This week the village of Moorland moved a step closer to normality with the opening of their village hall.
Meanwhile one man's plan to defeat any future floods has run into a few problems. Here's our Somerset correspondent, David Woodland:
A village hall on the Somerset Levels has reopened nine months after being flooded.
Moorland and District Village Hall has been officially reopened at a ceremony this evening. There has been a portable building in its place for nine months. 120 people from the local community were invited to the event.
A report by Natural England has found that last winter's floods had surprisingly little impact on wildlife on the Somerset LevelsRead the full story ›
A study into the flooding on the Somerset Levels last winter has concluded that, despite the fears, the impact on wildlife has not been serious.
Natural England has been looking at evidence from surveys and collecting the observations of local residents.
There are some signs of reduced numbers of mammals, insects and birds in areas which previously hadn't flooded for many years.
A Somerset MP will today call for a council tax levy on residents in areas hit by flooding. Ian Liddell-Grainger, MP for Bridgwater, says the money would help pay for a new rivers board to maintain flood defences. He's also calling for a tidal barrage at the mouth of the river Parrett.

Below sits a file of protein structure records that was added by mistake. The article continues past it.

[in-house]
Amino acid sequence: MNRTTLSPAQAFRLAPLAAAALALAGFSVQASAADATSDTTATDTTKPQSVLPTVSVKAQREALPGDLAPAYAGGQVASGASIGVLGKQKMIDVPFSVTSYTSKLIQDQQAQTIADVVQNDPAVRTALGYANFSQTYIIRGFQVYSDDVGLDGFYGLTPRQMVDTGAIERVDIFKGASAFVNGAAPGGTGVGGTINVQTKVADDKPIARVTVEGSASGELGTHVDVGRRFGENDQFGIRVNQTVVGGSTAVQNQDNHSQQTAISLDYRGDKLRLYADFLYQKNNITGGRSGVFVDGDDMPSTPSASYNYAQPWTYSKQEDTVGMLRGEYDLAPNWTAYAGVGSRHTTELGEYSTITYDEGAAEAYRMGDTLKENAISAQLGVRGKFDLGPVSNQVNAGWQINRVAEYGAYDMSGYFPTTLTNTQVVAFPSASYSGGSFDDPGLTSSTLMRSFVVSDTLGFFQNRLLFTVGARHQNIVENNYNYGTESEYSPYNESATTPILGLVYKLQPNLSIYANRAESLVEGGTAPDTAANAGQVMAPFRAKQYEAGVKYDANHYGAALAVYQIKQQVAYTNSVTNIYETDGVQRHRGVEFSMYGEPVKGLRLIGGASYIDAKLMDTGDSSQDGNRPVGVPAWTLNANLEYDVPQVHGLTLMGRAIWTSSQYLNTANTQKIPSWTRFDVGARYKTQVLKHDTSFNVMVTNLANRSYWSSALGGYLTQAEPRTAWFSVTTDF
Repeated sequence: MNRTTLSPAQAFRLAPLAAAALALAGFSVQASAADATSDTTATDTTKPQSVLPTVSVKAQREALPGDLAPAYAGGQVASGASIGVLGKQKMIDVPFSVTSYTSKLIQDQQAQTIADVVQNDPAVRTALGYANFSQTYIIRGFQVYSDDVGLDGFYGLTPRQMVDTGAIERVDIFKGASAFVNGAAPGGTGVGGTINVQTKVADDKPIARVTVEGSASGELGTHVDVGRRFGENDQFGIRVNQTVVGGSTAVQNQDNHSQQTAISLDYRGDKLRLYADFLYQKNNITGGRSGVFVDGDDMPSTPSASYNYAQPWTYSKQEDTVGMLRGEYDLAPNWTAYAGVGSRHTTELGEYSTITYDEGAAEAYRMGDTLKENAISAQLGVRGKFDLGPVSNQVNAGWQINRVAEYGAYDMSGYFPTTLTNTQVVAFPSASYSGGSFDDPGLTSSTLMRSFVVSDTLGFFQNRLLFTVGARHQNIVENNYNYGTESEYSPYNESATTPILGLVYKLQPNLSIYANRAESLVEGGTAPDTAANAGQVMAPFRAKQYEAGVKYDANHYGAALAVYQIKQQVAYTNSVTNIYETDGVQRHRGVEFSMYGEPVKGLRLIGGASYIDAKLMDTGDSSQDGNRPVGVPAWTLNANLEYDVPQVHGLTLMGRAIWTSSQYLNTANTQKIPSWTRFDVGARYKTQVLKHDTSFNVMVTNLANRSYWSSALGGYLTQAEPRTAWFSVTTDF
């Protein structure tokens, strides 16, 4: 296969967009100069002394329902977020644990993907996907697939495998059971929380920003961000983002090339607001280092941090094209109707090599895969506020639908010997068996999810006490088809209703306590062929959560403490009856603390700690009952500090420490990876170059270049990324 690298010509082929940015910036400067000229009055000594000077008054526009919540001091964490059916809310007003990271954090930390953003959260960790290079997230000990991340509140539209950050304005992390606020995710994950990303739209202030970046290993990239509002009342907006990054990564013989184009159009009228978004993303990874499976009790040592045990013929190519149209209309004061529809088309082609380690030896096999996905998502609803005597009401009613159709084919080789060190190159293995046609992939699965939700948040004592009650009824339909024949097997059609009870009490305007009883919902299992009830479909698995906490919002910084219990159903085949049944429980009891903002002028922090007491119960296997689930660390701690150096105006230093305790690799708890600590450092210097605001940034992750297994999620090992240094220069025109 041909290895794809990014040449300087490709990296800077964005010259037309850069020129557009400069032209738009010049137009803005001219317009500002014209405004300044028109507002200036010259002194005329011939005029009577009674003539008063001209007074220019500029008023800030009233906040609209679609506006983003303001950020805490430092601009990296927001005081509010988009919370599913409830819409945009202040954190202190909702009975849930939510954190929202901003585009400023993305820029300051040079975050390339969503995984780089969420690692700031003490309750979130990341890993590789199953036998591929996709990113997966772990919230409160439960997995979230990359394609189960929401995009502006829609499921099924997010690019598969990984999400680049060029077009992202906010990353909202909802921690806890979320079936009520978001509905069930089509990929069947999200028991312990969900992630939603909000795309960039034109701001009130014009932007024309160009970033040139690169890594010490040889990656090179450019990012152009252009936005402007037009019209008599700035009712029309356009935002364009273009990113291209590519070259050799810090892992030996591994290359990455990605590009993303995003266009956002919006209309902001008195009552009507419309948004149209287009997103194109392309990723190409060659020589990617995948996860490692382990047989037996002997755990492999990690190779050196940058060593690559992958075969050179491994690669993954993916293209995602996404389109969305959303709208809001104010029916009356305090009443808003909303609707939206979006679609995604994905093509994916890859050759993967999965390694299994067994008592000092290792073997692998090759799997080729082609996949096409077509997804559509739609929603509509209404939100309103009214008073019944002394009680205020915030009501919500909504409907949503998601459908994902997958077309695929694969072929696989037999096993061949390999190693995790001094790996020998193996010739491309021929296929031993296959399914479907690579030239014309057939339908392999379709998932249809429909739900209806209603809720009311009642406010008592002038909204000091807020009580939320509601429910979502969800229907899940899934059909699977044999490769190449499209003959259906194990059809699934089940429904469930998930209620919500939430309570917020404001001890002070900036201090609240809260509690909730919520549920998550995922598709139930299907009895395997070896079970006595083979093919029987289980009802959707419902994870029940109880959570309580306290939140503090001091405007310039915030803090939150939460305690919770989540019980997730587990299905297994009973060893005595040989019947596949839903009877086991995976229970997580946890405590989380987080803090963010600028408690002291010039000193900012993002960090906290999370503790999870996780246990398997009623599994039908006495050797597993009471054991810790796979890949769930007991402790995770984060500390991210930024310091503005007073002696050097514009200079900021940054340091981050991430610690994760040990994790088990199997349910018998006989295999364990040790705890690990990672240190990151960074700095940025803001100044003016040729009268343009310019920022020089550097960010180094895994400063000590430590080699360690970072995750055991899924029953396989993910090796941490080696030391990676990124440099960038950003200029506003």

A home in Castle Combe caught fire after being struck by lightning.
The fire started when lightning struck the stables, flat and office buildings during last night's storms. No one was hurt in the incident.
People in Wiltshire are cleaning up after flash floods overnight. The county's fire service said it received more than 200 calls. Homes and businesses were affected. Roads were shut and a school near Corsham was also closed.
A lightning strike damaged a house in Melksham. And an Intercity train became stuck in deep water on the line. Ninety people were evacuated. The train is still blocking the route between Bath and Chippenham.
Station Manager Wayne Jones from Wiltshire Fire and Rescue Service says they have had a busy night.
Overnight storms have led to yet another day of difficulty for commuters with lightning strikes meaning disruption to rail services.
A weather warning remains in place, with heavy showers and more thunderstorms expected.
On the railways, First Great Western services are affected by storms in the Bath Spa area. Lightning damaged equipment between Melksham and Chippenham in Wiltshire, with the lines between Swindon and Bath Spa/Westbury currently closed.
A shuttle train service is now in place between Chippenham and Swindon.
The Met Office says the bad weather is set to continue. Forecaster Nicola Willis says there was between 10mm and 20mm of rainfall over a four-hour period - a third of the expected monthly rainfall.
She went on: "That is quite a significant amount of rain. There have also been quite a few lightning strikes over that period."
Motorists have been warned of the risk of surface water after the heavy downpours.